Sundance Film Review: Dan Gilroy’s ‘Velvet Buzzsaw’ is Weird, Twisted, and Too Good to Miss


2019 SUNDANCE FILM FESTIVAL: Whatever you think you know about “Velvet Buzzsaw,” you don’t. This is a film that can’t be described. It simply has to be experienced for all the senses.

Jake Gyllenhaal is Morf Vanderwalt, an art critic whose obnoxious name matches his personality. It would be tempting to call him the lead, but he is not. That position really belongs to Zawe Ashton, who plays a young art dealer named Josephina. One morning, on her way to work at the Haze Gallery, owned by Rhodora Haze (Rene Russo), she discovers her elderly neighbor has died just outside his apartment. He leaves behind no family or friends, only an enormous collection of strange and intriguing paintings that are set to be destroyed under the explicit wishes of the now deceased old man.

But when Josephina rescues the art and hands it over to her boss for sale, terrible things begin to happen.

The film serves as a strange and twisted commentary on art from multiple directions and vantage points. It constantly asks the question, What is art? And what qualifies someone to say what is good or bad? It also skewers the mindless way in which art is packaged and sold, turned into a product rather than a creative pursuit.

With this bizarre tale, Dan Gilroy plants a flag inside your brain and declares it his. This film is impossible to avoid thinking about after it is over. Like a painting in a museum, it must be discussed and debated and pondered.

And also, it is a wacky horror movie that can be thoroughly enjoyed without diving deeply into the very deliberate commentary at its heart. When it comes to horror, some films are all about the jump scares and gross-out quotient. The violent and horrific elements of “Velvet Buzzsaw” aren’t intended to make you jump once and move on. They stick with you. They haunt and linger. Much like the work of the great artists which still adorn museum walls centuries after their creation.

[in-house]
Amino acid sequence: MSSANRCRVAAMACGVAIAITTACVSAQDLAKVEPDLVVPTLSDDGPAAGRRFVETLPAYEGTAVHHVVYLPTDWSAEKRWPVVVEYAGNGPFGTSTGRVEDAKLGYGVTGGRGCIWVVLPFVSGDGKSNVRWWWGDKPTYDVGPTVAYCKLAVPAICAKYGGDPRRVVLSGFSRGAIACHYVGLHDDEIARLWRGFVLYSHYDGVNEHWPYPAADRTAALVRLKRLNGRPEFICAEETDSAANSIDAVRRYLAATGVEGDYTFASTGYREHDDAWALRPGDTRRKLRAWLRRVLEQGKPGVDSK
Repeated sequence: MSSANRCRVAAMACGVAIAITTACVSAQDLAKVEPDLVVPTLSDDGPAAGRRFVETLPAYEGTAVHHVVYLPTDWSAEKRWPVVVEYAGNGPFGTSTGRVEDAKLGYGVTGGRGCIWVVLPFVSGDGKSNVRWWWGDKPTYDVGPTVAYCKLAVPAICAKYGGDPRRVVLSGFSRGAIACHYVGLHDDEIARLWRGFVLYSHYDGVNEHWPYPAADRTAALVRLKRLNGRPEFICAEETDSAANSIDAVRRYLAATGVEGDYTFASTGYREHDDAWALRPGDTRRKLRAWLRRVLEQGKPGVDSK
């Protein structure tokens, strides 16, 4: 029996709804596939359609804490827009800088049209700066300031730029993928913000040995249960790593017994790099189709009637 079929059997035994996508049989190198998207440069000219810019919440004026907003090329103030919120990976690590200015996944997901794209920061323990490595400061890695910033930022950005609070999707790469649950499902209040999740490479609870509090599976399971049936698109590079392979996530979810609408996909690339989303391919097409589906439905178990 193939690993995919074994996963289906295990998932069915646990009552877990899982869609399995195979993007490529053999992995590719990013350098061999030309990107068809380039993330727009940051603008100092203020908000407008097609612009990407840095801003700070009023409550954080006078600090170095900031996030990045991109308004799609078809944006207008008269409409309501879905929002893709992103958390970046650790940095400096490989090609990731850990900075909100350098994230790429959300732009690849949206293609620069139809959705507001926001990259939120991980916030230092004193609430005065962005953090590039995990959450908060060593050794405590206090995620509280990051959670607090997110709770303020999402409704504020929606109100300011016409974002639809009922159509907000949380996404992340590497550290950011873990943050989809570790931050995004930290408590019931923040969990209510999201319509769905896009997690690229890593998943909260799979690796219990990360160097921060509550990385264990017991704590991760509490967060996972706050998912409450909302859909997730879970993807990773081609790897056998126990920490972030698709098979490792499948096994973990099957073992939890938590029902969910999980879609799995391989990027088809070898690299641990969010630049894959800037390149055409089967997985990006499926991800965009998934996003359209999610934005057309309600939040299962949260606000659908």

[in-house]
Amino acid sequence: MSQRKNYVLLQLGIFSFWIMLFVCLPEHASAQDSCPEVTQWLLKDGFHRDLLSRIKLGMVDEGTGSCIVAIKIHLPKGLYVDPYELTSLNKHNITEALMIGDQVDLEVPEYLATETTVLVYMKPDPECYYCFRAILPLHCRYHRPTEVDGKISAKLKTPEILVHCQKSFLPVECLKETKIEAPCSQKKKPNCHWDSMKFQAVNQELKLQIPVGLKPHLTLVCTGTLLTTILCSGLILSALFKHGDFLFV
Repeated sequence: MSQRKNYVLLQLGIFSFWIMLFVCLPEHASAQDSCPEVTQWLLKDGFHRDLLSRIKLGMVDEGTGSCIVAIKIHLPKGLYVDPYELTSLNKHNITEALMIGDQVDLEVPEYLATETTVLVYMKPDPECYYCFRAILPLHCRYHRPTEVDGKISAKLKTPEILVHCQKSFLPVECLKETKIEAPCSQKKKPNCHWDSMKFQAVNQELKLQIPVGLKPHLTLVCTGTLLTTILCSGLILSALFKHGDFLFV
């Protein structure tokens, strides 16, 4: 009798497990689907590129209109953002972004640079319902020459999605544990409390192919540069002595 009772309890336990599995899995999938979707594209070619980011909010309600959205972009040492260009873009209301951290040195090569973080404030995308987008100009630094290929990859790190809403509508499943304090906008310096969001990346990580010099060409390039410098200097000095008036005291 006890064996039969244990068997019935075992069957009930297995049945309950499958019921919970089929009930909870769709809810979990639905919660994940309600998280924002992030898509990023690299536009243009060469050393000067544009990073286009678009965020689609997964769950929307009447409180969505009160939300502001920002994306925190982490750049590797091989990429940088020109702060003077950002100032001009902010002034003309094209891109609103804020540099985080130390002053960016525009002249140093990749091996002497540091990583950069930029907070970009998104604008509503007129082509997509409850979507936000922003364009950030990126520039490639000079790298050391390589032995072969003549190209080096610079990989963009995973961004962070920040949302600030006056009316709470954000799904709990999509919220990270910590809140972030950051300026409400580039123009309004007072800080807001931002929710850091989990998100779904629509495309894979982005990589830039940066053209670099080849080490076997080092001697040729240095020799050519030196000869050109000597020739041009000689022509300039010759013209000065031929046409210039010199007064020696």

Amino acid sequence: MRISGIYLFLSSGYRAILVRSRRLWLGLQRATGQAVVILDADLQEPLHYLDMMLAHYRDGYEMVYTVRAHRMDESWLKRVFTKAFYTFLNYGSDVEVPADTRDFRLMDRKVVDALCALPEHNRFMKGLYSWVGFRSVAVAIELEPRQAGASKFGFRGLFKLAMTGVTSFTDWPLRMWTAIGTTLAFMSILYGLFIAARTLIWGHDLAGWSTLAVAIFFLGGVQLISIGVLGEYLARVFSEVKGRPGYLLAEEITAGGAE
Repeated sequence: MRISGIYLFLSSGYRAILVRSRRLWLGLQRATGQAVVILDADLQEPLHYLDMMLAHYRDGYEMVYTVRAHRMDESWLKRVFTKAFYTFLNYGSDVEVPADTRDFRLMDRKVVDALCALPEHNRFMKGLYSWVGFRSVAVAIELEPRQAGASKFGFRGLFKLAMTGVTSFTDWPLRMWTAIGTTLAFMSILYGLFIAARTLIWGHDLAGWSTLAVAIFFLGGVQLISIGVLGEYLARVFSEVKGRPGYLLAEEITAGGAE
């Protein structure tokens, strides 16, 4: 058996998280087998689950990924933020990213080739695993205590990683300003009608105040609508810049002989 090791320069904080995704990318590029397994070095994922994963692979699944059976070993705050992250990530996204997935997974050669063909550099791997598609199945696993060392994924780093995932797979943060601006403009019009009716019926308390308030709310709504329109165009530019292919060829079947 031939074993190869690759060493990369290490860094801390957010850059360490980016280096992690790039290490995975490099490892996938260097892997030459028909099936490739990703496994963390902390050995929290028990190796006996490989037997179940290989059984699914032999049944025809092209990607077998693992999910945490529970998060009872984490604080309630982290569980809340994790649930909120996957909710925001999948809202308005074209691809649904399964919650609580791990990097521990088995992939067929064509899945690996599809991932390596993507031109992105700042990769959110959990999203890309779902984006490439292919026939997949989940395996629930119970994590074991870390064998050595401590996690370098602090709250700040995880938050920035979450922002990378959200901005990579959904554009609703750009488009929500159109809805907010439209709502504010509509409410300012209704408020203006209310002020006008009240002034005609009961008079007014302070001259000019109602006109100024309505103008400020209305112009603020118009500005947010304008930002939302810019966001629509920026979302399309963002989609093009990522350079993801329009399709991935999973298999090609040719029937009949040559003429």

Setting the stage primarily in Los Angeles, Gilroy provides a view of a city that is constantly in motion and never seeming to find its destination. It is vibrant and strange, constantly changing and growing. It is a beautiful portrait of the city, and a perfect setting for a supernatural horror film with roots in the contemporary art scene.

In every corner, this cast is full of intriguing stars as even more intriguing characters. When we first meet Morf, he has an accent that is hard to pin down, partly because it constantly shifts before disappearing entirely. Not to be outdone in pretention are Rene Russo as Rhodora and Toni Colette as Gretchen. Rhodora is a ruthless representative of artists on the brink of making a lot of money. Gretchen collects pieces for a local museum.  Both are funny and terrible and incredibly savvy businesswomen.

John Malkovich and Daveed Diggs appear as working artists in different stages of their careers. The newfound paintings affect them, too, but in many different ways from those who would profit. Natalia Dyer, Billy Magnussen, and Tom Sturridge all have small but significant roles to play, providing some of the funniest and scariest moments.

From a technical standpoint, Gilroy’s film continues to shine. Marco Beltrami’s score is exciting. Robert Elswit‘s cinematography is captivating. James Bissell‘s production design is perfectly suited to the high-profit world of art dealing. Every element combines to make this a polished, glossy film that feels as expensive as the creations within it.

Just like any painting, sculpture, or performance piece, “Velvet Buzzsaw” will mesmerize some and alienate others. Don’t watch this movie alone. You will need someone next to you to discuss it after its over. And perhaps also to help check that the pictures in your house are behaving themselves.

“Velvet Buzzsaw” is distributed by Netflix and will be available globally on Friday, Feb. 1.

GRADE: (★★★★)

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